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Matthew Salwasser, Spring 2012 Students

Entrepreneurial scene in San Diego small, but may be heating up

Downtown San Diego's skyline from Coronado Island.

Downtown San Diego, the city’s business hub, may soon have more small, local and tech-based businesses than large, international corporations.

By Matt Salwasser

America’s Finest City is widely known for several different cultures, most of those being related to surfing, bio technology and the military. Small, venture capital-based startup companies are most often correlated with Palo Alto and Silicon Valley in the north, but in the wake of the economic recession, San Diego may have an emerging entrepreneurial industry.

“I definitely see some things changing in San Diego,” Aaron Fulkerson, co-founder and CEO of MindTouch, a self-help service for tech companies, said. “I see way more (entrepreneurial) activity than I ever have,” he said.

Fulkerson, an entrepreneur in his own right, came from Microsoft in 2005 and began addressing a problem companies were having of not being able to document inner technical information. He and his co-founder, Steve Bjorg launched MindTouch in 2006 and turned it into a business in 2008 when they realized it was one of the top five open source projects in the world.

“We made our first million bucks that year,” Fulkerson said.

While Fulkerson and Bjorg were finding success at the beginning of the economic downturn, San Diego State University alum Wesley Keegan was launching his company, TailGate Beer, finding a way to establish business credit and with the help of credit cards. Now in his fifth year of brewing craft hefeweizens and blonde ales, Keegan notes the abundance of information in San Diego when starting a business.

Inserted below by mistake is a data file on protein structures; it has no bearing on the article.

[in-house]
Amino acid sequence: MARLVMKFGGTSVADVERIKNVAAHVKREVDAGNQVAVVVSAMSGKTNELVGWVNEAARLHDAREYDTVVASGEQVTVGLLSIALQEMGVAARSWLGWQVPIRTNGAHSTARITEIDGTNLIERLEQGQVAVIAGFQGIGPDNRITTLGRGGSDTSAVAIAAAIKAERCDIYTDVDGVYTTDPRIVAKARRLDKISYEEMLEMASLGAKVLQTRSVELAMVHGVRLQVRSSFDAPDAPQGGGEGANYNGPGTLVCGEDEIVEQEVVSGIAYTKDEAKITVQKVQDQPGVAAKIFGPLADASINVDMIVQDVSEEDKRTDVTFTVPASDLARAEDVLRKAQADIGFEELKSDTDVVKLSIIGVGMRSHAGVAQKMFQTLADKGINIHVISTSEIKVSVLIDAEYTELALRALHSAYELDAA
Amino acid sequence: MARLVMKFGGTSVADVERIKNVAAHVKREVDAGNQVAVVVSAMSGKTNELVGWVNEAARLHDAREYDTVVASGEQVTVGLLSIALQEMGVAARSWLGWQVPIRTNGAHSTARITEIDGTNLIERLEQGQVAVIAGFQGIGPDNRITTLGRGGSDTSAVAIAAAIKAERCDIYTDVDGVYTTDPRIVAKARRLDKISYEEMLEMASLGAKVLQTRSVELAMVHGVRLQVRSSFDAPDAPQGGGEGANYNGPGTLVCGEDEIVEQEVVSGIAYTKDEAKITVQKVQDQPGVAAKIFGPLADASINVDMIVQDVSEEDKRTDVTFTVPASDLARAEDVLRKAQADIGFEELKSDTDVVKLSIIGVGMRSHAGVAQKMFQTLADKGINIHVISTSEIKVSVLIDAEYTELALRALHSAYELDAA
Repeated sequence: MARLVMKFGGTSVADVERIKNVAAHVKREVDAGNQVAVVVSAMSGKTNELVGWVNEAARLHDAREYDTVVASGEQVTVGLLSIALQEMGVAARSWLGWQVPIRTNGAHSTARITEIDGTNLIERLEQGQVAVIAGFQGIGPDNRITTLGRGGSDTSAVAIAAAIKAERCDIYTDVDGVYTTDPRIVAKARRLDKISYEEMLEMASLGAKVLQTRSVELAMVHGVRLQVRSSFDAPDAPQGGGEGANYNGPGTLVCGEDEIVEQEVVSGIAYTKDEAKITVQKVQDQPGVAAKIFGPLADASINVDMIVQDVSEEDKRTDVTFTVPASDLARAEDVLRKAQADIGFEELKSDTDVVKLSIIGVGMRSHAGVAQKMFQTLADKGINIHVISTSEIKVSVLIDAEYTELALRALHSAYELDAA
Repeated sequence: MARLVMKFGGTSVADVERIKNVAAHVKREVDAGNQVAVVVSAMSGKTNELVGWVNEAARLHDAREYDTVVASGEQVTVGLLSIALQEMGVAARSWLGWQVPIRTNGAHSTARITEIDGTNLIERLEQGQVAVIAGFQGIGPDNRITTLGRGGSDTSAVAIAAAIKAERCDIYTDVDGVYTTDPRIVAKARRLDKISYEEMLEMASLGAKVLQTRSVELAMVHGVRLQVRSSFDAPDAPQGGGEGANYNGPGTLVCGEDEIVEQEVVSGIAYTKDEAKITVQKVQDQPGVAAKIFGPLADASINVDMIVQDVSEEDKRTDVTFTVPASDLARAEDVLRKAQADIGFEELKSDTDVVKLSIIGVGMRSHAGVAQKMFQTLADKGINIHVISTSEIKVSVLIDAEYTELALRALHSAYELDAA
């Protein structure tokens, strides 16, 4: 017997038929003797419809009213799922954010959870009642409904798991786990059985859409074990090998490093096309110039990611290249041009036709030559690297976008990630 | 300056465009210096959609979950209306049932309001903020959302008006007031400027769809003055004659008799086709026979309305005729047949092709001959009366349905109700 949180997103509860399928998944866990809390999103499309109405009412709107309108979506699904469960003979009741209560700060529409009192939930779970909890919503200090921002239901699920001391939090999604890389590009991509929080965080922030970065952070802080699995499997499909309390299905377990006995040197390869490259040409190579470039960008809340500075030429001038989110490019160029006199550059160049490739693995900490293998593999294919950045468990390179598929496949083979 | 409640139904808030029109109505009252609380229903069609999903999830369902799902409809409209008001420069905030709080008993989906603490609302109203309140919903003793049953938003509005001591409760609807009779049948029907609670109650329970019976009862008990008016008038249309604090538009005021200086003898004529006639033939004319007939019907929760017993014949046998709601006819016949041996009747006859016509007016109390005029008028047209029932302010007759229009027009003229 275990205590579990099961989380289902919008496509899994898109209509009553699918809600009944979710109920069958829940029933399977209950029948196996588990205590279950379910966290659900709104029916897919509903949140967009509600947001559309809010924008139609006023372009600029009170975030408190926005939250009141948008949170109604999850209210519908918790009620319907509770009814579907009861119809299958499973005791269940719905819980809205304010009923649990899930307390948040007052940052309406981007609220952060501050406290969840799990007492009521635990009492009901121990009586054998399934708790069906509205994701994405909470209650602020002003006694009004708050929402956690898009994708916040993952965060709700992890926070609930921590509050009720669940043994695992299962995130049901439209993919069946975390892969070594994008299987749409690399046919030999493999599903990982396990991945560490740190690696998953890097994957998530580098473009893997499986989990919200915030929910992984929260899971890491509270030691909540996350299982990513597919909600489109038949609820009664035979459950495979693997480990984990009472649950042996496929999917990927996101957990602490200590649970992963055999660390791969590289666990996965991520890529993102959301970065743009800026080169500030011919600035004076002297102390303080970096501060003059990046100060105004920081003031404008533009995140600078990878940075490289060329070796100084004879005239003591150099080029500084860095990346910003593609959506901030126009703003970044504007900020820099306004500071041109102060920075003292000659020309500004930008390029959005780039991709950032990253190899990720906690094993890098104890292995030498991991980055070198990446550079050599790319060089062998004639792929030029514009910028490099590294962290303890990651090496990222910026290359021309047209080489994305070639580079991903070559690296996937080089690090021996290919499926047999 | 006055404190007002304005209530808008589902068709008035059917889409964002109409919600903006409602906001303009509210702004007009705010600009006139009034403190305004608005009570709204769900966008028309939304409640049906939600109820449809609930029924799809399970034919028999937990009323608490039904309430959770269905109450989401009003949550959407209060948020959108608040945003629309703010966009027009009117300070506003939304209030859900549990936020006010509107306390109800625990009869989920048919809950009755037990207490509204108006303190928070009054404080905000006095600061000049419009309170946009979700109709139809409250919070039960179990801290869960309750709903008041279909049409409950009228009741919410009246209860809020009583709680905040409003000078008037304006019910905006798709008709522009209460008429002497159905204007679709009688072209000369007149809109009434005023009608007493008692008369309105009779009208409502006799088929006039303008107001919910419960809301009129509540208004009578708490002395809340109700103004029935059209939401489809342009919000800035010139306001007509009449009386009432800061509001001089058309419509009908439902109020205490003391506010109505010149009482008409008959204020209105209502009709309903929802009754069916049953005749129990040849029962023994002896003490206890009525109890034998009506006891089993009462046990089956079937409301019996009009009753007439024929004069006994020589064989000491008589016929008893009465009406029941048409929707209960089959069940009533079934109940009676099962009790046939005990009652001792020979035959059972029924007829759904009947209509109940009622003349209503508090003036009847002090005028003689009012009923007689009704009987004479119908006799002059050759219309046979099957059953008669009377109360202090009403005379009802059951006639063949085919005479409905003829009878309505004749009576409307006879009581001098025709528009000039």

“You gotta be willing to spend a lot of different money and a lot of different time on resources,” he said. “There are resources available if you’re willing to do it.”

The Hive building in downtown San Diego.

The Hive building at 770 11th Ave. in downtown San Diego has become a hot spot for entrepreneurship and idea-sharing thanks to its communal vibe.

Keegan specifically cited Score’s San Diego branch and La Jolla-based Connect.

Score is a consulting company for small businesses, and according to its website,, Connect is “a regional program that catalyzes the creation of innovative technology and life sciences products in San Diego County by linking inventors and entrepreneurs with the resources they need for success” since 1985.

Others, like Michel Kripalani, president of Encinitas-based Oceanhouse Media, Inc., are also broadening San Diego’s tech scene. Oceanhouse Media is an app-based digital publishing company focusing mainly on children’s stories such as Dr. Seuss or The Berenstain Bears book series.

Kripalani said in an email that Oceanhouse, like the others, was launched within the last four years, his being bootstrapped in 2009. Much like Keegan, Kripalani noted myriad resources San Diegans can use to jumpstart their company.

“There’s a lot of high tech in town,” he wrote. “There’s a lot of people that know how to write code and do great graphic design. In many ways it is a blessing that we don’t have the same type of competitive issues that you have in the Bay Area.”

But Kripalani also notes how thanks to the Internet, how geographically unrestricted his business is.

“For us, it’s not about what the business in San Diego is like,” he wrote. “It’s about what the business in the world is like. We sell worldwide. We happen to be in San Diego and we love it, but the business climate in San Diego is almost irrelevant to us on a day to day basis.”

Jason Weinert comments on starting his own company and being his own boss at Innovative Sports Network.

Fulkerson might say something similar.

He said he came to San Diego to start his company because of the weather – not the venture capital scene – and is in the Bay Area about two days a week.

While he doesn’t see much interest in venture capital in San Diego, he maintains things may be heating up.

“(The job scene) is forming in a way I’ve never seen it form before,” he said, adding he believes making San Diego into its own tech-scene is definitely a possibility.

Zak Kronick talks about working at a new advertising firm, 3D Ad Net, which specializes in 3D advertising without 3D glasses.



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